Steel-fabrication specialist William Hare has recorded a pre-tax loss of £2.22m.
The contractor, which is one of the biggest in its sector, saw its profit more than halve in 2020, from £5.3m in 2019 to £2.4m the following year. The latest financial results posted by the group for the year ending 31 December 2021 show that the firm has now entered the red.
It attributed the fall to “significant” increases in steel prices, as well as rises “throughout the cost base”.
William Hare chief executive and chair Susan Hodgkiss reflected on a “challenging year” for the group.
She said: “As the general economy recovered from the impact of the COVID-19 pandemic, the structural steel industry has been subject to significant price increases throughout the cost base.
“In addition, since the balance-sheet date, the industry has experienced further increases in prices for steel and other materials, largely attributable to the war in Ukraine and its impact on global supplies.”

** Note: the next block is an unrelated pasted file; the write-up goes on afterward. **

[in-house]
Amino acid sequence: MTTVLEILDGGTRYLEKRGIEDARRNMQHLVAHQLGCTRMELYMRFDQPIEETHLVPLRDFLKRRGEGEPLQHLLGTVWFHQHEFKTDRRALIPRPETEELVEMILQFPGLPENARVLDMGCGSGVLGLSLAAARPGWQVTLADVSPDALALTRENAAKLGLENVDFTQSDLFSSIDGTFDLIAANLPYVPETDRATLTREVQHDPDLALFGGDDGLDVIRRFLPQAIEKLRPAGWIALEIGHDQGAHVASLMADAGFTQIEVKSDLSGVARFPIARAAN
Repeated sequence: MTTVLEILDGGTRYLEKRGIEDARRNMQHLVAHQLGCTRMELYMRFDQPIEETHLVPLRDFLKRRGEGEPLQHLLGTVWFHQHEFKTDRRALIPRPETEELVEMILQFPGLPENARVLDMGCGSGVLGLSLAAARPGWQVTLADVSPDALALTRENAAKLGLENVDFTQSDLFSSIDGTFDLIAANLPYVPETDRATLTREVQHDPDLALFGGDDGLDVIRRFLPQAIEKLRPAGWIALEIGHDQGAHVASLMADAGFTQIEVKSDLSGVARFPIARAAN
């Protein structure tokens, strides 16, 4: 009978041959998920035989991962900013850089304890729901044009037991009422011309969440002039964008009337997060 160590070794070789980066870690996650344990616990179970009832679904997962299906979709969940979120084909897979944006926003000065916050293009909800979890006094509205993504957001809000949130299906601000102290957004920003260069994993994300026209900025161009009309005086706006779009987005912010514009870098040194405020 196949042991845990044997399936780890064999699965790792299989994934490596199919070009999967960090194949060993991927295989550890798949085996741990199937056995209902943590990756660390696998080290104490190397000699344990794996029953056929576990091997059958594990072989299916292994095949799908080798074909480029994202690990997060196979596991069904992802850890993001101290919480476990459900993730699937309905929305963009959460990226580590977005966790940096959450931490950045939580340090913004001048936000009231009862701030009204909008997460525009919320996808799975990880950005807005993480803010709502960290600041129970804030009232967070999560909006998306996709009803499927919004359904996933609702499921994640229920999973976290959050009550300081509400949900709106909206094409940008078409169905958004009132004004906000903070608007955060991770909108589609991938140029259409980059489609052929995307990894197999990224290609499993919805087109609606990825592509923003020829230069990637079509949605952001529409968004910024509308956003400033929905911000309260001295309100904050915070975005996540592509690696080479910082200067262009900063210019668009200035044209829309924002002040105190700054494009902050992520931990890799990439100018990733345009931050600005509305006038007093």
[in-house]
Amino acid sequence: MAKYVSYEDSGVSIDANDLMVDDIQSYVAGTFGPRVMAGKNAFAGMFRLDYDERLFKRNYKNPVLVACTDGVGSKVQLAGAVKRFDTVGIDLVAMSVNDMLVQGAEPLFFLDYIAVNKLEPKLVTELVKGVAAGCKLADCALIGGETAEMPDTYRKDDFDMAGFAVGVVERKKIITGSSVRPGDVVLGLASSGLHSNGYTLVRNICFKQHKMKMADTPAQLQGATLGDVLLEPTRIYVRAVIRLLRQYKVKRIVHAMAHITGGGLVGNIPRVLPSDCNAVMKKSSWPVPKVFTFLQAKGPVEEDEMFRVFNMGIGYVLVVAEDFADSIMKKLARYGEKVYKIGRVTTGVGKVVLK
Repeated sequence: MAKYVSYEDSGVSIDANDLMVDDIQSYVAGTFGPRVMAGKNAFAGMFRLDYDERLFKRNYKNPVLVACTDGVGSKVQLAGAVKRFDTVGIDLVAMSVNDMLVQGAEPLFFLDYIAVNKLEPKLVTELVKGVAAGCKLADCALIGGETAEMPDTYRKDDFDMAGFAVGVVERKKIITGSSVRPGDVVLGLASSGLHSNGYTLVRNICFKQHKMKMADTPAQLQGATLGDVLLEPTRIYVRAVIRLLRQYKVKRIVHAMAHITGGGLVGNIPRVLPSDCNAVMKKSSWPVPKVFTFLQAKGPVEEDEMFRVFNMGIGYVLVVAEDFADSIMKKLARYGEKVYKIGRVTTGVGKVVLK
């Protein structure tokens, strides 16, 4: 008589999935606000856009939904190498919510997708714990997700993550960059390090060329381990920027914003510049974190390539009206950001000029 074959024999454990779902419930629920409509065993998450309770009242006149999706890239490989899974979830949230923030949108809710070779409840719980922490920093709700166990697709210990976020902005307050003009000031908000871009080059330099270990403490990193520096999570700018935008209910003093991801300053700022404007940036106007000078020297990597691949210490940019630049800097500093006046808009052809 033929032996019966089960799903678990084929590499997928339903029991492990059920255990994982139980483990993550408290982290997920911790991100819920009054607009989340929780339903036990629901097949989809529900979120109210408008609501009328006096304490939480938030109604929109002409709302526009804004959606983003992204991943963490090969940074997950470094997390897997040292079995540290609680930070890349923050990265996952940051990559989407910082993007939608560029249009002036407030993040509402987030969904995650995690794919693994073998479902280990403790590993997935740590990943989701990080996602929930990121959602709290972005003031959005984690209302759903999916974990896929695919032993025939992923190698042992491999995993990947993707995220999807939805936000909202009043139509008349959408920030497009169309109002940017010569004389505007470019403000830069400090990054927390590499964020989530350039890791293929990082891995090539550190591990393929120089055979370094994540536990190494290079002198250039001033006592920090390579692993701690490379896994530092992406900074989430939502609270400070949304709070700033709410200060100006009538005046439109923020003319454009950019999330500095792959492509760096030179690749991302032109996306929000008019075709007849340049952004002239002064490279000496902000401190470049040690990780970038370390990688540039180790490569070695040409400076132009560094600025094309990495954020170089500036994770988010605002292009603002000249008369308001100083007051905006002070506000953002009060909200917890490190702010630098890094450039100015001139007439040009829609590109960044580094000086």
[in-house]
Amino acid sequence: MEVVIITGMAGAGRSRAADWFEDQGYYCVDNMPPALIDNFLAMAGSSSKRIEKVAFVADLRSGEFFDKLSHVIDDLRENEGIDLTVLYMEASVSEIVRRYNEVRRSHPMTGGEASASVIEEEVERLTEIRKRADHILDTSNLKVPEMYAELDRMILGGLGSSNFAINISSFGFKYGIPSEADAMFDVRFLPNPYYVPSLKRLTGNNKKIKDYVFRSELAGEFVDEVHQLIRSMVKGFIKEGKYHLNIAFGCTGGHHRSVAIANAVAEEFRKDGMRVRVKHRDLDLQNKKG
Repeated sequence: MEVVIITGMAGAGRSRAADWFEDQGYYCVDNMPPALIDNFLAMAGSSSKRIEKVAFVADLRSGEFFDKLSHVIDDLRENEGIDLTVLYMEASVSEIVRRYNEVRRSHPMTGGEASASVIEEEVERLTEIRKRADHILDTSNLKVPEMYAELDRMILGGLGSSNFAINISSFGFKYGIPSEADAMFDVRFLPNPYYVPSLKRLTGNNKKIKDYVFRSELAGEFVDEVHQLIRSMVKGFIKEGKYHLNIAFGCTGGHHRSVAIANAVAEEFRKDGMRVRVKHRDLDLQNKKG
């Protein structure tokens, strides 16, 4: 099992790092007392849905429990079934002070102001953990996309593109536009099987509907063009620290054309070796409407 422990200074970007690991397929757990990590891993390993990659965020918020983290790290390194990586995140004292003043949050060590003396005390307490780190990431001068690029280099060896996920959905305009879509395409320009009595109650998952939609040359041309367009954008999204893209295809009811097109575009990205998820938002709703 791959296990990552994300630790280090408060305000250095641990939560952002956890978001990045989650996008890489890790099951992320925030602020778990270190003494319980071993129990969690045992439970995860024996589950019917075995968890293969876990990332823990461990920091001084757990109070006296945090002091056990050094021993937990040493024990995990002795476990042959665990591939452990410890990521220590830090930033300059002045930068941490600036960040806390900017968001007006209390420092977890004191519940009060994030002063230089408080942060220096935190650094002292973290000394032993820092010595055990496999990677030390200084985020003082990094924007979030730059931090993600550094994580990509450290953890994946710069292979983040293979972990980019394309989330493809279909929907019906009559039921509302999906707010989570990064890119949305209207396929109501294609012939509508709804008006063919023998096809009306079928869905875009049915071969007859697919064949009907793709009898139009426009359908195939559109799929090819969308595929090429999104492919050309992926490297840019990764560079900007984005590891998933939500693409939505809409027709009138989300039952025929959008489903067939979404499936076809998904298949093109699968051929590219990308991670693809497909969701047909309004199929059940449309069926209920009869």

Earlier this month, British Steel hiked the prices for some of its structural steel products by a further £150 per tonne. It was the second increase in as many months, with the Chinese-owned firm saying it had done this because of the “extreme energy price”.
William Hare’s accounts for the year ending December 2021 also showed that its earnings before interest, tax, depreciation and amortisation (EBITDA) fell to £1.9m, from £6.9m for the previous comparable period a year earlier.
The group’s cash level also dipped, from £24.3m in 2020 to £18.9m in 2021.
However, there was some positive news in the results, with group turnover up by a quarter to reach £239.5m. This represented a recovery from the firm’s previous financial results, which showed that turnover in 2020 had fallen to £191.7m from £203.1m for the same comparable period in 2019.
The group’s order book is looking “extremely strong”, according to the firm, which said further contracts for 2022 have already been awarded.
In March 2020, the company’s then-chief executive, David Hodgkiss, died after contracting COVID-19 at the age of 71. He was the grandson of William Hare, who founded the business in 1945.
The group has been involved in several major UK projects, including the renovation of Battersea Power Station in London and the construction of Hinkley Point C in Somerset.